Banner image: Color guard and drumline in the 1993 Juneteenth Parade in Denver’s historic Five Points neighborhood. Credit: Five Points Business Association, from the archives of the Denver Public Library Special Collections.
Commemorated on June 19 each year, Juneteenth celebrates the freedom of enslaved people in the United States, the end of the Civil War, and the self-determination of Black Americans. As a campus community we recognize and reflect on the importance of this day, also known as Freedom Day, Jubilee Day, Liberation Day and the nation’s second independence day.
Juneteenth marks the day when Union Army General Gordon Granger read aloud the Emancipation Proclamation on June 19, 1865, in the city of Galveston, Texas—said to be the last place in the United States to hear of its passage. In fact, it took almost two and a half years for word to reach the farthest corners of the then 34-state union.
African American communities across the country have celebrated Juneteenth for more than 150 years, and many advocated for a national holiday. On June 17, 2021, that vision became reality when President Joseph Biden signed a bill into law establishing Juneteenth as the nation’s 12th federal holiday and the first since Martin Luther King Jr. Day in 1983.
Of the new law, Chancellor Philip P. DiStefano said, “With the stroke of a pen, President Biden gave Juneteenth its overdue recognition as a consequential moment in American history. The stain of slavery will never be erased from the story of our nation, but making Juneteenth a federal holiday allows all Americans to use June 19 as a day to reflect on the long road to emancipation and the brutal sacrifices it took to get there.
“As an educator, the holiday provides further inspiration to me and to our campus to commit to anti-racism as a basic part of teaching future generations of the struggles faced by Black Americans and facilitating dialogue on campus and beyond about the hard work that remains to be done,” the chancellor added.
In recognition and celebration of the lived experiences of Black Americans, we encourage continual learning around anti-racism and support for the pursuit of equity and justice for all. Juneteenth provides an opportunity for the CU Boulder community to deepen its understanding of our collective history as a nation.
Supervisors are encouraged to enable faculty and staff to take time to engage and reflect on this part of U.S. history in the coming days and weeks. For some, this may mean participating in a virtual event, reading or podcast, or having a conversation with family and friends.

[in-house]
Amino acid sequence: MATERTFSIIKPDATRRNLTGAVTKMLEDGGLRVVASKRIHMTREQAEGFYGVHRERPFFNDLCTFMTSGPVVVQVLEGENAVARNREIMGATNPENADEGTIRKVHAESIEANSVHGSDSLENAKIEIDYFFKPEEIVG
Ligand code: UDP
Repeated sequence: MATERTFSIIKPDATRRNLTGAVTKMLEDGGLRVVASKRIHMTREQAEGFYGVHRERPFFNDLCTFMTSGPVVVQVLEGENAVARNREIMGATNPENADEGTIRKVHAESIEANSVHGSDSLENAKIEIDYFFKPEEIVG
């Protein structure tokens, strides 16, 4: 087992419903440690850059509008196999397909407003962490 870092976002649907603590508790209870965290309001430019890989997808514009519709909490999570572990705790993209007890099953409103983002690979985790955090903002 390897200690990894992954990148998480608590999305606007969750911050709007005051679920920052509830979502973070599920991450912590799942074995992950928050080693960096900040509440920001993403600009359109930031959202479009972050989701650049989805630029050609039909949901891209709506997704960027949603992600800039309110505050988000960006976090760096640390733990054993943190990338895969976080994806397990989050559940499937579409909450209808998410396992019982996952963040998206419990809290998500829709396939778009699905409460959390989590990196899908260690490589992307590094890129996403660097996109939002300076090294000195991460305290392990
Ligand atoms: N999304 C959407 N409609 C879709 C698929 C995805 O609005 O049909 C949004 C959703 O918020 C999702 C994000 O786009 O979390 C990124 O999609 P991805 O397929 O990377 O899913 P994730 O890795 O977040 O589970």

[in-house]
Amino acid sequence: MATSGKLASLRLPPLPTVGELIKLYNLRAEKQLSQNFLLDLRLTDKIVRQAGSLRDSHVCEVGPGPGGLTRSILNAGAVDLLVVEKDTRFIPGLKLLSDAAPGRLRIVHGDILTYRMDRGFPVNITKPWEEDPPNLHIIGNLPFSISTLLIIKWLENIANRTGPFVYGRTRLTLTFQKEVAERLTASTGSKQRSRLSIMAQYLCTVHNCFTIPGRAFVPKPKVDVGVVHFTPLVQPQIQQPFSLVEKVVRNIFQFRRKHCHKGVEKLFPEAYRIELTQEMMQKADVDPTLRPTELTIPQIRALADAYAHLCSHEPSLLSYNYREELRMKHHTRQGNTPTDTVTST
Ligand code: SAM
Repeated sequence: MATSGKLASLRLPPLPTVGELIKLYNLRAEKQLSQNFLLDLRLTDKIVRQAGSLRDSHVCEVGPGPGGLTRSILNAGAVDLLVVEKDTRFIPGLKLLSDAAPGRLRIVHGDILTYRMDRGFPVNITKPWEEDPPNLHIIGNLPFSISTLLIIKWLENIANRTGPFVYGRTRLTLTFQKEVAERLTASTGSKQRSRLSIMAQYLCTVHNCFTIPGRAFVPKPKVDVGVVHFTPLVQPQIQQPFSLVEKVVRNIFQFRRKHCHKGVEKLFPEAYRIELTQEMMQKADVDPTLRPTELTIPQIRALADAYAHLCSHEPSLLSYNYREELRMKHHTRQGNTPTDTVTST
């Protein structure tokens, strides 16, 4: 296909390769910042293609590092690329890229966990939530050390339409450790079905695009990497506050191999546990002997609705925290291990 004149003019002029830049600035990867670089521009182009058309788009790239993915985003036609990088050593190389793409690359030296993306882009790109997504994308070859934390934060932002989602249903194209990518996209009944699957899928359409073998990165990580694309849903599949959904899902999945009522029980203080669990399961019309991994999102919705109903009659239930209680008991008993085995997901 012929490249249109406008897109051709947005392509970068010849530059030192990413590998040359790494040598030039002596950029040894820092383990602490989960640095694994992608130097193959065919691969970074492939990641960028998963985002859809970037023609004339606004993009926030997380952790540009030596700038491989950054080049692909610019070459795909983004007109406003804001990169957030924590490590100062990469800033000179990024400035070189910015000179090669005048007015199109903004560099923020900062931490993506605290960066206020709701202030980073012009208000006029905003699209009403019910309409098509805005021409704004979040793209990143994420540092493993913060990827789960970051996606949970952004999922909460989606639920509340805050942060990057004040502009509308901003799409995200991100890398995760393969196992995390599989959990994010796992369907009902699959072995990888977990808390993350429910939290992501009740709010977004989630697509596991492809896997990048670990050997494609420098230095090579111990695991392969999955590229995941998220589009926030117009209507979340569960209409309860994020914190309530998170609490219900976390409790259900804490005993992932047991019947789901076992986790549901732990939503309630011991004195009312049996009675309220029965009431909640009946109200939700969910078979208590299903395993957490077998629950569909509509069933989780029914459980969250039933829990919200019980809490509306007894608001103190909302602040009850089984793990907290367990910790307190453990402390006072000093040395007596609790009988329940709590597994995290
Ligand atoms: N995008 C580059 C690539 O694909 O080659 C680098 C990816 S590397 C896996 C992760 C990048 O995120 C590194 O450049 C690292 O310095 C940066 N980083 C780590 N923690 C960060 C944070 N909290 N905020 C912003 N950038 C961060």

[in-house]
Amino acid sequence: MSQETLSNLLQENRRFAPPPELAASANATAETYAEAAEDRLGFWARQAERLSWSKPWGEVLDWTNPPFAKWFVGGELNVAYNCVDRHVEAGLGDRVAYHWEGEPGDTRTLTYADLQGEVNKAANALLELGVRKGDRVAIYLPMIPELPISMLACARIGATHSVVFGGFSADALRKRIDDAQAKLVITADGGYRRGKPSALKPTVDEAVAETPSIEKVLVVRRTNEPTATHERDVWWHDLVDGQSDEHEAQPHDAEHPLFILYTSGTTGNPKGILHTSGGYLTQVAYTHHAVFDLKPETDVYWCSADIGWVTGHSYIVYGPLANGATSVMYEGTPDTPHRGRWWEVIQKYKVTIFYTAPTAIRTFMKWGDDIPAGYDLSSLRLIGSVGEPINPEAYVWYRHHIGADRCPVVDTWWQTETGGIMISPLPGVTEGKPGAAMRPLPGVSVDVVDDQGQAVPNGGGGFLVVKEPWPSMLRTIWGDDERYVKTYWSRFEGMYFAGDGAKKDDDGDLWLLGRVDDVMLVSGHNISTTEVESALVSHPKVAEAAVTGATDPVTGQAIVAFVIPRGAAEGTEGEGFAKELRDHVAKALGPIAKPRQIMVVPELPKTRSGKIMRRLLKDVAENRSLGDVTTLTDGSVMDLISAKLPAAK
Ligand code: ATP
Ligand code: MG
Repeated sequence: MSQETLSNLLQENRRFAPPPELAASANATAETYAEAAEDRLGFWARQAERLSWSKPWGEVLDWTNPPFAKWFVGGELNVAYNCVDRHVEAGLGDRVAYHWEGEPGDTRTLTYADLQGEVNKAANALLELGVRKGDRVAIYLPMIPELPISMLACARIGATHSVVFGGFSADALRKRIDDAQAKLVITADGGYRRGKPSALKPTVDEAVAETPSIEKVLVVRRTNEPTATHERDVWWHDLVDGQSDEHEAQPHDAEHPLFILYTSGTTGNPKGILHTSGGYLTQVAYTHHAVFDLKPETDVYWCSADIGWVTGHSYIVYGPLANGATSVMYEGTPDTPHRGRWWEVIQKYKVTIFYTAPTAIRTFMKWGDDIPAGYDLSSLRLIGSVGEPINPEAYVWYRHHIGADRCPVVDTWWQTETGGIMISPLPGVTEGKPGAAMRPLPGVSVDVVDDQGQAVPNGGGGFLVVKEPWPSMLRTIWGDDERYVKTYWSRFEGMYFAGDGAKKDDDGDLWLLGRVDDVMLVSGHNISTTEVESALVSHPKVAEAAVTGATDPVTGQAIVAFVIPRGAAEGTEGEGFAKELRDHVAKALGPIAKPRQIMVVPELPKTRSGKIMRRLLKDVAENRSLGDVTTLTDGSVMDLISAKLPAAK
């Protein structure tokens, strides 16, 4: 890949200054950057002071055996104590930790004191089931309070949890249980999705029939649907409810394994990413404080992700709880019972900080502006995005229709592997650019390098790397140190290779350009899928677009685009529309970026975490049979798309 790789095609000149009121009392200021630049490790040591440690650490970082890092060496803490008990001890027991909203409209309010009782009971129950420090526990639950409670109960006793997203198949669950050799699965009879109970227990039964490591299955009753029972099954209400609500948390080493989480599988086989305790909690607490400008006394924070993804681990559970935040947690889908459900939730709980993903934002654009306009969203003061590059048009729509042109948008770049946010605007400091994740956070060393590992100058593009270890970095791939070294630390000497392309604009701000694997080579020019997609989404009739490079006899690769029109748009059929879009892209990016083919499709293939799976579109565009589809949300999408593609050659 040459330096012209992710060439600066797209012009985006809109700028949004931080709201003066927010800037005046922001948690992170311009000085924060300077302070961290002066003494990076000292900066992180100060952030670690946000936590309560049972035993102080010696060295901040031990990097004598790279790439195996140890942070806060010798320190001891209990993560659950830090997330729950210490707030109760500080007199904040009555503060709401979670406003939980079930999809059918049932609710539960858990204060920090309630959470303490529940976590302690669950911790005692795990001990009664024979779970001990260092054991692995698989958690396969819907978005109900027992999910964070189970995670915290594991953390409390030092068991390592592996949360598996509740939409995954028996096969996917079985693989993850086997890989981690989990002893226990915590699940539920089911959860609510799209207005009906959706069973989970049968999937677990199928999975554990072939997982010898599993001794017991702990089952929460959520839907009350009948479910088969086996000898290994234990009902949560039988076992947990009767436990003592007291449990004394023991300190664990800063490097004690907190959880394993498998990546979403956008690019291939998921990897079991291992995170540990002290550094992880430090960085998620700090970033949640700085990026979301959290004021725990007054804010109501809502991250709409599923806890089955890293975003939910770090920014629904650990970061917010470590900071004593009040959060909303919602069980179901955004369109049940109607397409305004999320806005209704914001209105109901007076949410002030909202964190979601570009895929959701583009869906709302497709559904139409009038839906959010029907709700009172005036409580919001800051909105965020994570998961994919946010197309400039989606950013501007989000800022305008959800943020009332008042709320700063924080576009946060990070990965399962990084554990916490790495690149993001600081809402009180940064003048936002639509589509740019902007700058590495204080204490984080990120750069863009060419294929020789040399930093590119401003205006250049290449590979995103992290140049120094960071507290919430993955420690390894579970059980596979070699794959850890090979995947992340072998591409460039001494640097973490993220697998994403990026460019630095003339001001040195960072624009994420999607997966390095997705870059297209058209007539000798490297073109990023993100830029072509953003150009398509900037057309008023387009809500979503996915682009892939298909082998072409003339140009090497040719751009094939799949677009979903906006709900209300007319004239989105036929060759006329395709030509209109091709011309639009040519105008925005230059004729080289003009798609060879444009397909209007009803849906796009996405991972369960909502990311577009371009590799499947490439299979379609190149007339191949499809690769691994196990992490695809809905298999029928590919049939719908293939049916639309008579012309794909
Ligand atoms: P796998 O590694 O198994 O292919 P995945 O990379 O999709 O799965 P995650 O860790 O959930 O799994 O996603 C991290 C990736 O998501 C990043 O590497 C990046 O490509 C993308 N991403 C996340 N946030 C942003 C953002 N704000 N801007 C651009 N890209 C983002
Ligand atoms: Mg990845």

CU Boulder will work with the state of Colorado and the CU system to ensure that this federal holiday is recognized.
Why is Juneteenth gaining momentum? A Q&A with Associate Professor Hillary Potter
Hillary Potter, associate professor of ethnic studies and associate dean for inclusive practice in the College of Arts and Sciences, shared her insights and understanding about Juneteenth in a CU Boulder Today Q&A published last year.
Juneteenth in Colorado
Juneteenth has been celebrated in communities across the country for generations––including in Colorado. In Denver’s historic Five Points neighborhood, Denver residents have observed the holiday since at least the 1950s.
This year, the annual Juneteenth parade and music festival returns to Five Points June 18–19.
Additionally, the city of Boulder invites the community to join its first Boulder County Juneteenth celebration at 10 a.m. on June 19, a virtual event that will include subtitles for the hearing impaired. This year’s production will premiere on the ECAACE YouTube channel. Attendees are asked to register online for access to the free program. For more information, visit the Facebook event listing.
Reflecting on Juneteenth with resources from University Libraries
The University Libraries have curated resources to help our community understand the importance, relevance and history of Juneteenth. Learn more and access the University Libraries Juneteenth resources.